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Burying the Bombshell

Dozhd TV looks at how the Russian media largely ignored new corruption allegations against Prime Minister Dmitry Medvedev

AP Photo / Ivan Sekretarev

On Thursday, Alexei Navalny’s Anti-Corruption Foundation (FBK) published its most in-depth report yet, revealing a vast empire of crooked charities and lavish homes that make up a “secret empire” allegedly controlled by Prime Minister Dmitry Medvedev.

As with the foundation’s past investigations, like a report about the prosecutor general’s supposed mafia ties or revelations that a deputy prime minister allegedly chartered jets to taxi around a pair of dogs, Navalny’s latest bombshell made media waves around the world.

In Russia, however, FBK’s investigations aren’t generating all the headlines they used to. Not only do Russia’s national television networks continue to ignore Navalny’s work, but some other media outlets that reported his investigations in the past are paying less attention now, according to a report by the independent TV station Dozhd.

On Friday, Dozhd published data, collected partly by the media-monitoring company Medialogia, about the number of reports in the media describing or commenting on FBK’s new investigation.

As expected, the national networks Pervyi Kanal, Rossiya-1, and NTV didn’t once mention the report on Medvedev. On cable, only the RBC news channel covered the story, mentioning it in 17 different reports. On the radio, FBK’s work made it to Ekho Moskvy, where it came up 33 times, and Biznes FM, where it was mentioned four times. Kommersant FM and Vesti FM, meanwhile, said nothing about the report.

Most surprisingly, only two newspapers, Novaya Gazeta and Vedomosti, carried stories about the FBK investigation. You didn’t read anything about it, if you only subscribe to Izvestia, Argumenty i Fakty, Moskovsky Komsomolets, Komsomolskaya Pravda, and Nezavisimaya Gazeta, or even more respected papers like Kommersant and RBC.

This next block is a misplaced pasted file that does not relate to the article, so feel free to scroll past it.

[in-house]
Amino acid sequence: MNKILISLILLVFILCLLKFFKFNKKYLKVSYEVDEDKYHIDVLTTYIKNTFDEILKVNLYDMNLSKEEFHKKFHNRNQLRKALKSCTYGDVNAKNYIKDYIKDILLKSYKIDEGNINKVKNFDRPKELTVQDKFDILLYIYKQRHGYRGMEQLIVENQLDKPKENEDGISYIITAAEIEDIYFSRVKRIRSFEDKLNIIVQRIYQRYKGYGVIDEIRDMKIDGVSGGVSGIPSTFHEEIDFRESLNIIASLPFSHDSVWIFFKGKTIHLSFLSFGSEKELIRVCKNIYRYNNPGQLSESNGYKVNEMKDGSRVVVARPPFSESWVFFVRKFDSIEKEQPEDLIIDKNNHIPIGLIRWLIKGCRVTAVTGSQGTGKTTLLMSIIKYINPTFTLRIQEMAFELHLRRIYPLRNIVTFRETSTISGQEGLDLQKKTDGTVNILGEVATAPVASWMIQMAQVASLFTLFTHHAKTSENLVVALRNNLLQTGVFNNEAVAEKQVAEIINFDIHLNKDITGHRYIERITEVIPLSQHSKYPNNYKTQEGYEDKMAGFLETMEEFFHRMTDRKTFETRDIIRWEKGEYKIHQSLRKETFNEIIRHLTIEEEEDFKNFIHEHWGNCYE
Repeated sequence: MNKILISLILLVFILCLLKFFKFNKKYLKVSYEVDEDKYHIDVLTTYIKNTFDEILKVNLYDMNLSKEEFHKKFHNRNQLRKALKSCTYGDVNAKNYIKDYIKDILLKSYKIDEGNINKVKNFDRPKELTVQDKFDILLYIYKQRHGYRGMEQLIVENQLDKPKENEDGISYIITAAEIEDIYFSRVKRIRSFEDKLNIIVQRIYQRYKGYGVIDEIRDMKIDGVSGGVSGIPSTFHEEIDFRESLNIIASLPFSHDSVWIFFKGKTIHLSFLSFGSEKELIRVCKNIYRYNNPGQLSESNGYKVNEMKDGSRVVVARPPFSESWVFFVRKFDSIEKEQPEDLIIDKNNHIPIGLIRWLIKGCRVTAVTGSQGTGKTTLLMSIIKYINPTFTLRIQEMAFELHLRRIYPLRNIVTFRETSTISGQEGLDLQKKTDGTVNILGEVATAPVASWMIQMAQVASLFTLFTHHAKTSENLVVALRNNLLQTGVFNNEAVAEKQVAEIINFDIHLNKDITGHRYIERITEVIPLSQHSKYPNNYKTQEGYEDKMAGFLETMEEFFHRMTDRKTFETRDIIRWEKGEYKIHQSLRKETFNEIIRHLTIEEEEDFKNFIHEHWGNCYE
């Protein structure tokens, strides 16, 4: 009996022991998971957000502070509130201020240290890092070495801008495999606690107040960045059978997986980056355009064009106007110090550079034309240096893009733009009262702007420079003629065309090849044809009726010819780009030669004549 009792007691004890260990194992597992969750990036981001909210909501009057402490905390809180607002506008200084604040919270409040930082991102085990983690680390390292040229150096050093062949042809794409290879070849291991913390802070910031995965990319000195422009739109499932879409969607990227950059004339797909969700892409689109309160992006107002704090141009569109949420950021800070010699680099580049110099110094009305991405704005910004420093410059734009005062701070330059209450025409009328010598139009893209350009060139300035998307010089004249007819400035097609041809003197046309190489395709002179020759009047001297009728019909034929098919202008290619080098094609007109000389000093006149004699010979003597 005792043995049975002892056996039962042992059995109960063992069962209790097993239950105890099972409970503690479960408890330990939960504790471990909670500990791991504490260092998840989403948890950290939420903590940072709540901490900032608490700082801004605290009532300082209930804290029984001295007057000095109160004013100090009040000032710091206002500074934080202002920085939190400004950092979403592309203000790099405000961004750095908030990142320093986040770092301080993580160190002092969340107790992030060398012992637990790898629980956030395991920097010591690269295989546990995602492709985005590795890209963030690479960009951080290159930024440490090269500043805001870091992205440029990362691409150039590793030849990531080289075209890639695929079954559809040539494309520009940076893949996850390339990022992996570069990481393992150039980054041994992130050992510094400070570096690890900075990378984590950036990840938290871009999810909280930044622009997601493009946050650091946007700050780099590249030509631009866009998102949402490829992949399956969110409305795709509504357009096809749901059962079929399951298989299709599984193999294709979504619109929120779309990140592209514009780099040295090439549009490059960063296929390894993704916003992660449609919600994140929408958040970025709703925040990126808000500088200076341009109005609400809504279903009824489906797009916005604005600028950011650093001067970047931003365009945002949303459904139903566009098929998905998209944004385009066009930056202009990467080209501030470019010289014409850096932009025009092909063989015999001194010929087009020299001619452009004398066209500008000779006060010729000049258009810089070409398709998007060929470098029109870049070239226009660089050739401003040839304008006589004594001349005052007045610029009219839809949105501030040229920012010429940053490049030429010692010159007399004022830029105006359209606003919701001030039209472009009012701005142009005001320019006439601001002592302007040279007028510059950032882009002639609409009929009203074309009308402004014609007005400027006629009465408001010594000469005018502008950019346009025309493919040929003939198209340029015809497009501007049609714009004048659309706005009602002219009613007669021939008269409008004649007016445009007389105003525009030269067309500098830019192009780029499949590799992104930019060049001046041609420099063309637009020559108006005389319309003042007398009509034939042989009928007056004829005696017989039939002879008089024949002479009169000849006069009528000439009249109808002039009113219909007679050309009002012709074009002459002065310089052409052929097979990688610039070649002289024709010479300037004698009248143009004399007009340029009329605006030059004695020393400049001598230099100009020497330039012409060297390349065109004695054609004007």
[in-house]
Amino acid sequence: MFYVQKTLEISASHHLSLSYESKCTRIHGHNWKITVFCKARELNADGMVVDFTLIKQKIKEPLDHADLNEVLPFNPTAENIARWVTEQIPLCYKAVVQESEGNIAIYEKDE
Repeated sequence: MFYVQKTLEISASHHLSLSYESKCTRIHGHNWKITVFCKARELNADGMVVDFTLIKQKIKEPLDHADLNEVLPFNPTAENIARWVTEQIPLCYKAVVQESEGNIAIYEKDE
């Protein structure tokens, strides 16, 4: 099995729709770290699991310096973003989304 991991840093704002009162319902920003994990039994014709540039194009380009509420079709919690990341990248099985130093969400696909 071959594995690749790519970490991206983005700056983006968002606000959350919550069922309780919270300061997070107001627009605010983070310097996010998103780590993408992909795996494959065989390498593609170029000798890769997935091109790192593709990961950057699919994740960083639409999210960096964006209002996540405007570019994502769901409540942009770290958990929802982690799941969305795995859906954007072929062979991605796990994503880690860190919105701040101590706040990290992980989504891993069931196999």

The liberal publication Novaya Gazeta called the FBK report “weighty and uncompromising,” crediting Navalny with revealing a basic political fact that’s far from obvious, the newspaper’s chief editor wrote: “Mr. Medvedev really is the number two man in the state.”

Online, the first Russian news websites to report FBK’s investigation were Mediazona, Republic, Ekho Moskvy, RBC, Tsargrad, and Meduza. About two and a half hours after these outlets covered the story, Kommersant — which is owned by Alisher Usmanov, whom Navalny names in his report on Medvedev — ran a story with the headline “Anti-Corruption Foundation Publishes Yet Another Investigation.” Later in the day, Forbes published a story about the real estate mentioned in the FBK study, and the tabloid Life merely reported the official response to the investigation by Natalia Timakova, Medvedev’s spokesperson.

Russia’s three biggest news agencies, RIA Novosti, TASS, and Interfax, waited until Timakova’s comments before publishing anything about Navalny’s report. Of these three outlets, only Interfax provided an actual hyperlink to FBK’s report, which it described as “an investigation of the Russian and foreign real estate that allegedly belongs to Medvedev.”

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